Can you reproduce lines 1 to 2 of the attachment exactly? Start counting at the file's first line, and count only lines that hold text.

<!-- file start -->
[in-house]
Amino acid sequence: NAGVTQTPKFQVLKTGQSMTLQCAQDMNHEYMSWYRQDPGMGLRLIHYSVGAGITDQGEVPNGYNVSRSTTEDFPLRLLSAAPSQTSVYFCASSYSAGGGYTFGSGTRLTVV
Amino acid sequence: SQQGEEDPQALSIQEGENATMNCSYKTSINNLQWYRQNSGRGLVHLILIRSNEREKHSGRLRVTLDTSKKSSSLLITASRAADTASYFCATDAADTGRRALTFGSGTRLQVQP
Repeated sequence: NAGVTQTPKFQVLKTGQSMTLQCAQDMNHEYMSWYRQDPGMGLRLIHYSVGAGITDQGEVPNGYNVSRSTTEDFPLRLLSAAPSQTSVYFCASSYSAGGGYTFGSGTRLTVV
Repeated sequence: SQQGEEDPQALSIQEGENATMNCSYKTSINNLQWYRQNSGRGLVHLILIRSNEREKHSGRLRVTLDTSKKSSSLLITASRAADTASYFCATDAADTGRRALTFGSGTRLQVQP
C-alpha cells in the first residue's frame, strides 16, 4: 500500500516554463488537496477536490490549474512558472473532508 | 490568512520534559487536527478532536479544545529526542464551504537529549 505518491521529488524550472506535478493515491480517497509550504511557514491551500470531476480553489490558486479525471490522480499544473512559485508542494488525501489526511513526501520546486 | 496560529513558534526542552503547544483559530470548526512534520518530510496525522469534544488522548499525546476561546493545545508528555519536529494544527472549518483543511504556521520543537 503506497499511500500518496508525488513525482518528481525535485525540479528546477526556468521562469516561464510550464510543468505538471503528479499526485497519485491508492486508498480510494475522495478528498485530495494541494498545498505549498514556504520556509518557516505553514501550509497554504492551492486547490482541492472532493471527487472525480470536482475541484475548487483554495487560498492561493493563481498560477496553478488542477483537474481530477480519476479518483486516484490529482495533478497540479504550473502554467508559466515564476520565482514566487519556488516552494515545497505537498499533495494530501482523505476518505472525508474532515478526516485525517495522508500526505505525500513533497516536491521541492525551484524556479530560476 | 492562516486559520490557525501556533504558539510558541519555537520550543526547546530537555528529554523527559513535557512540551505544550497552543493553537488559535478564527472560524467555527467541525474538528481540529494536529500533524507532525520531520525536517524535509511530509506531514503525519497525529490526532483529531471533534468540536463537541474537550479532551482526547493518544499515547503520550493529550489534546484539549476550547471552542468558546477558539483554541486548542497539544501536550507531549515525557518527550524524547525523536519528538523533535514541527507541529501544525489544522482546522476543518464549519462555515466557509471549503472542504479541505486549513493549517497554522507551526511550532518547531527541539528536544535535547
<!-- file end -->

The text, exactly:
[in-house]
Amino acid sequence: NAGVTQTPKFQVLKTGQSMTLQCAQDMNHEYMSWYRQDPGMGLRLIHYSVGAGITDQGEVPNGYNVSRSTTEDFPLRLLSAAPSQTSVYFCASSYSAGGGYTFGSGTRLTVV